Who Dares Wins (film)
- Lewis Collins: Captain Peter Skellen
- Judy Davis: Frankie Leith
- Richard Widmark: U.S. Secretary of State Arthur Currie
- Edward Woodward: Commander Powell
- Tony Doyle: Colonel Hadley
- Kenneth Griffith: Bishop Crick
- John Duttine: Rod Walker
- Rosalind Lloyd Jenny Skellen
- Ingrid Pitt: Helga
- Patrick Allen: Police Commissioner
- Paul Freeman: Sir Richard
The command is a British action film from 1982 based on the book The Tiptoe Boys by James Follett.
Special Air Service Captain Peter Skellen is accused of torturing two men, the German GSG 9 member and friend to the American Rangers Member Hagen and discharged from the SAS. These fake release to enable it to enter into a group of terrorists who exploit the peace movement in the interests of a foreign power. Frankie Leith leads to this group and it succeeds Skellen first to win their trust and love.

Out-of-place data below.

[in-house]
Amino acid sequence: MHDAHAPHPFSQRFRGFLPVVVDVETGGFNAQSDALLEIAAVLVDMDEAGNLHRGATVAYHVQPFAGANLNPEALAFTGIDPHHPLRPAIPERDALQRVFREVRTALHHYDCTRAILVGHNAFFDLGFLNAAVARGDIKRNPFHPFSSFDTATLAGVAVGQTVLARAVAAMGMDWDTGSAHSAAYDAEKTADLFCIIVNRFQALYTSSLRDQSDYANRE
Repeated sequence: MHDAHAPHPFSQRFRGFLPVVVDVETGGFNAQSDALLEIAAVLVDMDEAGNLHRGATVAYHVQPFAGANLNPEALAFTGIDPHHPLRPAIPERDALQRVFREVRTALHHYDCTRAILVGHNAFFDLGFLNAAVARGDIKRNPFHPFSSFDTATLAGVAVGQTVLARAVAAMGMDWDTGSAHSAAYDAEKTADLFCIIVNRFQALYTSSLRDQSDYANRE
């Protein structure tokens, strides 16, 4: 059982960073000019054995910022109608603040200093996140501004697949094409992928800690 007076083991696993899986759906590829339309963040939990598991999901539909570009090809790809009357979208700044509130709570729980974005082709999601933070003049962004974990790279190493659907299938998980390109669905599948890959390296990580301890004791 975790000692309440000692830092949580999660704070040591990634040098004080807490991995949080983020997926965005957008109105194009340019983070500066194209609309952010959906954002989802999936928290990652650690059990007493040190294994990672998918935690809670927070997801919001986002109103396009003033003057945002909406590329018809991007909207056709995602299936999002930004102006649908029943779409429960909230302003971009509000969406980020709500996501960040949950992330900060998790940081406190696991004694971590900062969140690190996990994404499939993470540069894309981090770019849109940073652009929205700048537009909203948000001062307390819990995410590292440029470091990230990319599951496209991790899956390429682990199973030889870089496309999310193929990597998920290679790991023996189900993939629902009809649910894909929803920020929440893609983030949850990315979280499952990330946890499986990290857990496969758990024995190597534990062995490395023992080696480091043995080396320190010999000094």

Other leading terrorist group distrust Skellen and let him shade. She received confirmation that he is playing a double game with them.
To receive the American Secretary of Currie in the U.S. Embassy in London manages the group to bring the local banquet participants in their violence. Skellen they blackmail that the German terrorist Helga and a played by Mark Ryan helper hold his wife and his little daughter hostage. Request by the British government that it should ignite a nuclear bomb on a Scottish military port to show the horrors of the nuclear arms race of the population and thus to force a unilateral disarmament.
Nevertheless Skellen is still anxious to fight the terrorists. He succeeds in making contact with the SAS and the message is simultaneously stormed the liberation of his family. In this case, all the terrorists are killed.
- Filmdienst: A cynical film, which is noticeable only by its inhuman attitude.
- Film critic Roger Ebert wrote in the Chicago Sun - Times about The final option (the title in the U.S. theaters ): " Because there are so many errors in the assessment, strategy, behavior and the simplest logic in this film that you eventually gives up and simply just waiting for the end. you know that you have a problem, when the audience knows more about terrorism than the terrorists themselves "
- Some critics accused the film to reveal a right mind; Sight and Sound described the film as glorifying violence ( " hawkish " )